“He fell backward, as if through a mile of air or a lifetime, to land on the soft grass with a noise like his name [Huff], feeling like he was saying his name properly for the first time because he knew who he was and what he was all about and what he really wanted, which was precisely this. He had nothing left, not will or energy or expertise, with which to venture from the bush and offer to his friends and co-conspirators, though he heard them rehearsing the last song ensemble and unsupervised: People, they sang. People who eat people are the loneliest people in the world!” - Chris Adrian, The Great Night (334-335)
If you know me at all, you know that I am a Shakespeare fan. This novel is a clever retelling of A Midsummer Night’s Dream, in which three young people, Molly, Henry, and Will, become lost in present-day San Francisco Buena Vista Park on Midsummer’s Eve. Unbeknownst to them, it is the secret home of a faerie kingdom, where Oberon and Titania (recognize the names?) reign as king and queen.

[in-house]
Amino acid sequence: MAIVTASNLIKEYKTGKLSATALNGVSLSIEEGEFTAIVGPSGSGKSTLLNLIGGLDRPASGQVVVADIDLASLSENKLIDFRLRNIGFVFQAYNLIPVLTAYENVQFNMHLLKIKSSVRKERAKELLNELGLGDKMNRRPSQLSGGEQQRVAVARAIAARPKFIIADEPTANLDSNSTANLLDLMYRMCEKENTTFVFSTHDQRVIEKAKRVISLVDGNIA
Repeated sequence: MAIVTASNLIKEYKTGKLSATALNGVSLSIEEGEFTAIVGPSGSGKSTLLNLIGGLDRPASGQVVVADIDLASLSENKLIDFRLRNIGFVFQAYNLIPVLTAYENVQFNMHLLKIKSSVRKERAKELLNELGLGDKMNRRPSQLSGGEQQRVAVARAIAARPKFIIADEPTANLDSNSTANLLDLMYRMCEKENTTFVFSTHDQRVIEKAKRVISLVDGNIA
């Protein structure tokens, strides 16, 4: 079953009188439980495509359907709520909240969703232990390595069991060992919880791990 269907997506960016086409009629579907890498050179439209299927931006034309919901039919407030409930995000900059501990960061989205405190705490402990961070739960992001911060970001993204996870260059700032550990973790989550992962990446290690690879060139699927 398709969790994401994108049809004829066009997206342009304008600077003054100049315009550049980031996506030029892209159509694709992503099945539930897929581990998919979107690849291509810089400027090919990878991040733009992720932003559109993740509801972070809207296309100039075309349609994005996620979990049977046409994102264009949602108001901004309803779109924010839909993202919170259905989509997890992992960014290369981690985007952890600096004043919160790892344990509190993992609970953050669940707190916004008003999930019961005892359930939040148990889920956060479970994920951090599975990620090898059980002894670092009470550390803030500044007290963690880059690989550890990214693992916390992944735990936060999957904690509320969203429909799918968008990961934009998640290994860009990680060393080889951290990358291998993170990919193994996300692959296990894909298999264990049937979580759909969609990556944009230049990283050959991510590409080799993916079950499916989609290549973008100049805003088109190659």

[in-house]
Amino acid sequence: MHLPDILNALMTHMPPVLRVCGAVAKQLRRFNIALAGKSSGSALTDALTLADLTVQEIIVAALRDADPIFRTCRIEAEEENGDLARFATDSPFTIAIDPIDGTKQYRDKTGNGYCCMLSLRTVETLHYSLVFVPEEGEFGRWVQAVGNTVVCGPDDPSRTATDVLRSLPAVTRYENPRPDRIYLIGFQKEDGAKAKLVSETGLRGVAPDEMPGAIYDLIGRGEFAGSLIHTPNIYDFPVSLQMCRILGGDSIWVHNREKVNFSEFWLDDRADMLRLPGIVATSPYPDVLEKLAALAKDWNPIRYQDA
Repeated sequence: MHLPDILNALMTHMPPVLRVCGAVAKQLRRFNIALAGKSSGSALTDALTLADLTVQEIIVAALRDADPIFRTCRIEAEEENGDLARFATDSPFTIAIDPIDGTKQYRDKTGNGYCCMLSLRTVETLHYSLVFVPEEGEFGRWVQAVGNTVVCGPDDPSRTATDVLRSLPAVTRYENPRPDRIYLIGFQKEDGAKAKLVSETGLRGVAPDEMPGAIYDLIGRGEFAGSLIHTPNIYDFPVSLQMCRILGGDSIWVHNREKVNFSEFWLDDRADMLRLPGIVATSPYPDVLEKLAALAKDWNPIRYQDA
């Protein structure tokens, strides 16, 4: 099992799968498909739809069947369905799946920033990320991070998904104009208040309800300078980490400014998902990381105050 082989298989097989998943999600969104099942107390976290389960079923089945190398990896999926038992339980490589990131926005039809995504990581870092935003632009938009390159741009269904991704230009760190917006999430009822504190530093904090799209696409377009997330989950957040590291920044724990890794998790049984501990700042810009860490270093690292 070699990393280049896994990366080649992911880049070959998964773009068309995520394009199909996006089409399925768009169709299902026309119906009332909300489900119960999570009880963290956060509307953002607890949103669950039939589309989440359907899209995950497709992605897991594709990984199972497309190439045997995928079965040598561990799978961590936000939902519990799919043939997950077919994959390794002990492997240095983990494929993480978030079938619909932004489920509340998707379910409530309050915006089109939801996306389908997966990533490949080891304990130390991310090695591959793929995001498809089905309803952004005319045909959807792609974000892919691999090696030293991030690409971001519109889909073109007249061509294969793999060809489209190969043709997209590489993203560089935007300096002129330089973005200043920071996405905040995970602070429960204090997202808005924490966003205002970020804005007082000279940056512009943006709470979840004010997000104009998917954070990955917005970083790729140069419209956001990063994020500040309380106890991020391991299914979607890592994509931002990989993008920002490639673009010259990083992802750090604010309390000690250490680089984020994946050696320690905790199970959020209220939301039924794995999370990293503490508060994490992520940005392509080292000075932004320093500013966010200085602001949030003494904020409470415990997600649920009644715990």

On this night, the anniversary of Titania having locked up the treacherous Beast, the faerie queen’s sorrow over the loss of her son has driven her over the edge, and she releases her control over the trickster Puck. The lonely Molly, Henry, and Will are caught up in the mayhem of the faeries’ Midsummer celebration and the impending doom of the kingdom, as the Beast approaches.
Author Chris Adrian slowly reveals the heart-breaking events of the three young adults’ lives and weaves the wrenching emotion of Titania’s loss with the chaos of the goofy midget faeries, who are continuing their preparation for the Midsummer celebration despite their awareness that each and every creature in the park will be dead by the end of the night. Adrian's elegant language brings a strange kind of charm to the story, sprinkling magic onto each page, as well as allusions to works with similar themes, most notably the film Soylent Green. Though there are dozens of characters, from the four main ones to the hectic faeries of the court to those who populate Molly, Henry, and Will’s backstory, each and every one plays a significant role in developing the story, and each deliver emotional force on every page.
Audacious, hilarious, and moving, The Great Night is a magically imaginative work that delivers a profound message about living and loving in the face of imminent death, something of which we all experience. As soon as I finished the last page, I immediately flipped back to the beginning and started reading it again.